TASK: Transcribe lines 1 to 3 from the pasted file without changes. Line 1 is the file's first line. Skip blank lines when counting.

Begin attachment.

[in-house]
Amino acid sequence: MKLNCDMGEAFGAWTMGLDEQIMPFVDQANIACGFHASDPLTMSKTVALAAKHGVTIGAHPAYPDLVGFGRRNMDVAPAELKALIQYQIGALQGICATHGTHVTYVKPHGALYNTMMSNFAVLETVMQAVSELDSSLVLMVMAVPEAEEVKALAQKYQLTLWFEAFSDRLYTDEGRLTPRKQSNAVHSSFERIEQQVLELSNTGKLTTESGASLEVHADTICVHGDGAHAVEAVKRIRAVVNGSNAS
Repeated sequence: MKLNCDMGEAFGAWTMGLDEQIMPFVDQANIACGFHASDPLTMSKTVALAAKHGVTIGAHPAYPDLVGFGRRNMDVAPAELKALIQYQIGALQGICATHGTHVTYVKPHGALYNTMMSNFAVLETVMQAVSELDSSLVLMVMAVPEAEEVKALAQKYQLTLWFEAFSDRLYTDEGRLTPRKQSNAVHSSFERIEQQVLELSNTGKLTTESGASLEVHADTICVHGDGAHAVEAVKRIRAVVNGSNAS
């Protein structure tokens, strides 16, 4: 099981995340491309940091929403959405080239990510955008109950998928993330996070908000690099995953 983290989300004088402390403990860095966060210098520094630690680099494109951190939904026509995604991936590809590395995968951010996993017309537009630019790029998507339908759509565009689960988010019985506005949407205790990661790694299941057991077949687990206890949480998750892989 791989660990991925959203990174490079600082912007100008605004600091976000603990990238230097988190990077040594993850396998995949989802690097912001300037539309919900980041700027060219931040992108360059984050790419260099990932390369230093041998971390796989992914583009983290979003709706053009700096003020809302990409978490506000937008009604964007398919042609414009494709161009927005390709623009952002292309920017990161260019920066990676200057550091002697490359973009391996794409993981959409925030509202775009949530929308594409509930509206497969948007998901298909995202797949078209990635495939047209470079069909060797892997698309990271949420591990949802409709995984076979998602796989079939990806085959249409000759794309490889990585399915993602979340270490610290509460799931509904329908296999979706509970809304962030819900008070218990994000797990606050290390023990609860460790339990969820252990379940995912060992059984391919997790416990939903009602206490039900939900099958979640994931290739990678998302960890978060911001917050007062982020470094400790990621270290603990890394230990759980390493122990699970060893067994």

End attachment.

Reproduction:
[in-house]
Amino acid sequence: MKLNCDMGEAFGAWTMGLDEQIMPFVDQANIACGFHASDPLTMSKTVALAAKHGVTIGAHPAYPDLVGFGRRNMDVAPAELKALIQYQIGALQGICATHGTHVTYVKPHGALYNTMMSNFAVLETVMQAVSELDSSLVLMVMAVPEAEEVKALAQKYQLTLWFEAFSDRLYTDEGRLTPRKQSNAVHSSFERIEQQVLELSNTGKLTTESGASLEVHADTICVHGDGAHAVEAVKRIRAVVNGSNAS
Repeated sequence: MKLNCDMGEAFGAWTMGLDEQIMPFVDQANIACGFHASDPLTMSKTVALAAKHGVTIGAHPAYPDLVGFGRRNMDVAPAELKALIQYQIGALQGICATHGTHVTYVKPHGALYNTMMSNFAVLETVMQAVSELDSSLVLMVMAVPEAEEVKALAQKYQLTLWFEAFSDRLYTDEGRLTPRKQSNAVHSSFERIEQQVLELSNTGKLTTESGASLEVHADTICVHGDGAHAVEAVKRIRAVVNGSNAS